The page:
Here is another vendor that we see a lot of in our labs. Passlogix knows who it is and concentrates on doing what it does as well as it can be done. And what they do is credential management.

NAC: Bradford Networks

Bradford Networks is no stranger to these pages. An innovator from last year, Bradford has been reviewed a num­ber of times over the years, always doing well. This year we asked them how well their crystal ball last year worked as 2008 unfolded.

Into the breach

The inaugural SC World Congress takes place December 9-10 in New York City's Javits Convention Center.

Patching a sick health care system

As older generations of non-networked health care machines get replaced with 'smarter' network-integrated versions, the proliferation of embedded operating systems will grow.

Unified GRC: Replacing a piecemeal response to compliance

Though compliance regulations are inherently complex, broad and confusing in scope, addressing them can be simplified by uniting three previously independent corporate silos - governance, risk, and compliance - into one comprehensive automated technical platform known as IT GRC.

Vulnerability management: weathering the storm

John Penrod, CISO of The Weather Channel, discusses how the IT pro can manage business risk.

Survey 2008: Guarding against a data breach

Information security pros are increasingly confronted by cybercriminals trawling their corporate networks for customers' private data. More than 80 percent of the respondants to the SC Magazine/MXI Security survey say guarding against data breaches is the focus of current security initiatives, reports SC Magazine Editor-In-Chief Illena Armstrong.

Product section: Managing access - first line of enterprise defense

Welcome to the first Group Test reviews of 2008. Appropriately, we start this year with two important groups: identity management and multifactor authentication products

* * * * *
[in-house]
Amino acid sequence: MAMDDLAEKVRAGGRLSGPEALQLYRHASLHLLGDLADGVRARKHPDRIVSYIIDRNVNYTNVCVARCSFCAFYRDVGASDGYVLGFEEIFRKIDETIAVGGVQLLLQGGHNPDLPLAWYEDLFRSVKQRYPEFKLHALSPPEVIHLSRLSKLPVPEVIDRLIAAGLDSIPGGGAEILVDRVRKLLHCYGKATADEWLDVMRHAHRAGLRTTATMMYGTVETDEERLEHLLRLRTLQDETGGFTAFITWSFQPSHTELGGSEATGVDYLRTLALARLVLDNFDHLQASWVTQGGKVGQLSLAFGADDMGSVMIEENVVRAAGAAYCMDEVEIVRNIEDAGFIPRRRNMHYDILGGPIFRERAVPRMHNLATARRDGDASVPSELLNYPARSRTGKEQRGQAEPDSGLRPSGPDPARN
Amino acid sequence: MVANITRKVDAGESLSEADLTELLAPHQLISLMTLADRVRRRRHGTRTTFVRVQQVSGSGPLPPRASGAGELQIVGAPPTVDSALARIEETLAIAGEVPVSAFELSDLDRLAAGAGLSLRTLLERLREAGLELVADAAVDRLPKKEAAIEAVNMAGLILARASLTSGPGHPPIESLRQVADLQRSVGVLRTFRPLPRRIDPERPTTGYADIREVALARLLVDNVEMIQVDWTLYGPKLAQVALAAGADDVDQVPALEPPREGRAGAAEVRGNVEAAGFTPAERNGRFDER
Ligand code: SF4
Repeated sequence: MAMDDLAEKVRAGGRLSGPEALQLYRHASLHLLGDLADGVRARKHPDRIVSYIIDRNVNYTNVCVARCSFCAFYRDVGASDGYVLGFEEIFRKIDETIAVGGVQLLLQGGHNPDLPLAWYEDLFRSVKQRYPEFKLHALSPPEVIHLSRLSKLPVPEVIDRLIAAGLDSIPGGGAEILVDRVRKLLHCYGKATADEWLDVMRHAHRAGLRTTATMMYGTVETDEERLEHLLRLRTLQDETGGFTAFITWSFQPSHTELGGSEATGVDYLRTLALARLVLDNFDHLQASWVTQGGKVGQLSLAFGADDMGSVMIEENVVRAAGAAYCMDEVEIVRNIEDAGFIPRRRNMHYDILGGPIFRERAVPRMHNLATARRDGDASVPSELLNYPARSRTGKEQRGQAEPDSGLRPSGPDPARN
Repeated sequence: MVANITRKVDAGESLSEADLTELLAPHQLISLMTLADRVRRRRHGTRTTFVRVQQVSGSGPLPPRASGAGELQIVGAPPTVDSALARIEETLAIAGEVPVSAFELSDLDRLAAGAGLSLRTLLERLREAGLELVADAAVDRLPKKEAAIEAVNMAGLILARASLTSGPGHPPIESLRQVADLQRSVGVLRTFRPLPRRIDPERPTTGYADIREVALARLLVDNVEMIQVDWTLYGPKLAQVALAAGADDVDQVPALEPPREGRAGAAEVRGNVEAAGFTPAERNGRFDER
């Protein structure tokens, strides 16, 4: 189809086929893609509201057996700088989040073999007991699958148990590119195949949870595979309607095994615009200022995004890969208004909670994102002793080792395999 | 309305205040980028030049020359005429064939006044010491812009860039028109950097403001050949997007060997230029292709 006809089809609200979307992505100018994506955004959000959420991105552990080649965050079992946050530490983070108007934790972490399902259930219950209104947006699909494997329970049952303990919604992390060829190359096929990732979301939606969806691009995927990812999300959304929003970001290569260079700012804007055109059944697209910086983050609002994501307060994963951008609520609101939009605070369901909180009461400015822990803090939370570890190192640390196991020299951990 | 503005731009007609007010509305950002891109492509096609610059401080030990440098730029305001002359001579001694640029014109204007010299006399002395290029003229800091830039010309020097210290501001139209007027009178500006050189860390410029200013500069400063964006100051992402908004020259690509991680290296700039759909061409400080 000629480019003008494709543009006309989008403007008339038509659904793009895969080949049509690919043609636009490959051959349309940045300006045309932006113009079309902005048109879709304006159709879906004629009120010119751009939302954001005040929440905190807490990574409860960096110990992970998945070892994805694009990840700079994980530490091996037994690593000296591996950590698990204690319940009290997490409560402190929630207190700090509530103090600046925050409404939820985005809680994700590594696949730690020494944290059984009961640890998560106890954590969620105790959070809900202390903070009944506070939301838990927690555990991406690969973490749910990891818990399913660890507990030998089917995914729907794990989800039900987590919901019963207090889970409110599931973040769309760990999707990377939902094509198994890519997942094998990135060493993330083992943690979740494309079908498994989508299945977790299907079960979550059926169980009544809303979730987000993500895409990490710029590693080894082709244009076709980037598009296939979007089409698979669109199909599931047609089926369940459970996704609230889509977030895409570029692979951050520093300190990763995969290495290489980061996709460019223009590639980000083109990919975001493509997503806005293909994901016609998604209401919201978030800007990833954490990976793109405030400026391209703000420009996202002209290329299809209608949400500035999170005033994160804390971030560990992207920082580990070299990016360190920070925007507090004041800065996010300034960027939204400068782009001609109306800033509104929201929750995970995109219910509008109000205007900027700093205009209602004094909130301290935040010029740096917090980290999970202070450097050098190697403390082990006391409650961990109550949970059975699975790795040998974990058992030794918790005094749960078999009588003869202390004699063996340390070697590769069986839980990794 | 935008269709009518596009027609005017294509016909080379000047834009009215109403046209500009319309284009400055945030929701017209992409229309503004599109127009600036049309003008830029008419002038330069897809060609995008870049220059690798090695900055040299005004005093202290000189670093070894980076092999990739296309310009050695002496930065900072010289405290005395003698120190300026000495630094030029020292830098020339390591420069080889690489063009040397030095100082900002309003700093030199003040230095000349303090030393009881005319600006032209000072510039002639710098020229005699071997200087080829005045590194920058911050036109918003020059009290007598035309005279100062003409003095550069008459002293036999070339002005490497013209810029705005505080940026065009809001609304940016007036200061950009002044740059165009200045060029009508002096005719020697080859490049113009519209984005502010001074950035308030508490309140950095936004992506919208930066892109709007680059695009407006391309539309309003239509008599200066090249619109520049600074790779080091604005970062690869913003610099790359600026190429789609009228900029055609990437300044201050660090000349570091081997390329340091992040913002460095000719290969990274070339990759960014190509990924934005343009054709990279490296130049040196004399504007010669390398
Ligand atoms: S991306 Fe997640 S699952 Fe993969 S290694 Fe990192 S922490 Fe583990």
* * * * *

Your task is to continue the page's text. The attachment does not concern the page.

Look ahead: Search for pioneers

On the hunt for more innovative solutions to holistically safeguard organizations' growing networks, Peter Stephenson pinpoints the product categories and solutions you might consider next year.

IT Security Reboot 2007

The end of yet another year sees in this final 2007 edition of SC Magazine our annual roundup of top thinkers, interesting happenings, business developments and criminal acts.

Roundup 2007: The year's top fives

The top cybersecurity events of the year.

Roundup 2007: Gazing into the crystal ball

We handed out crystal balls to several analysts, consultants, professors and CSOs and asked them to answer questions about next year.

Product section: Our 2007 industry innovators

This is a very special issue to me and the team at SC Labs because it is based on a year of seeing the good and the not so good. We actually saw almost no bad products, so it was a pretty good year overall. It is special for you because it helps answer the question, "If we are going to buy security tools in the next 12 to 18 months, what should we be looking at?"

Product section: Meeting the challenge of managing access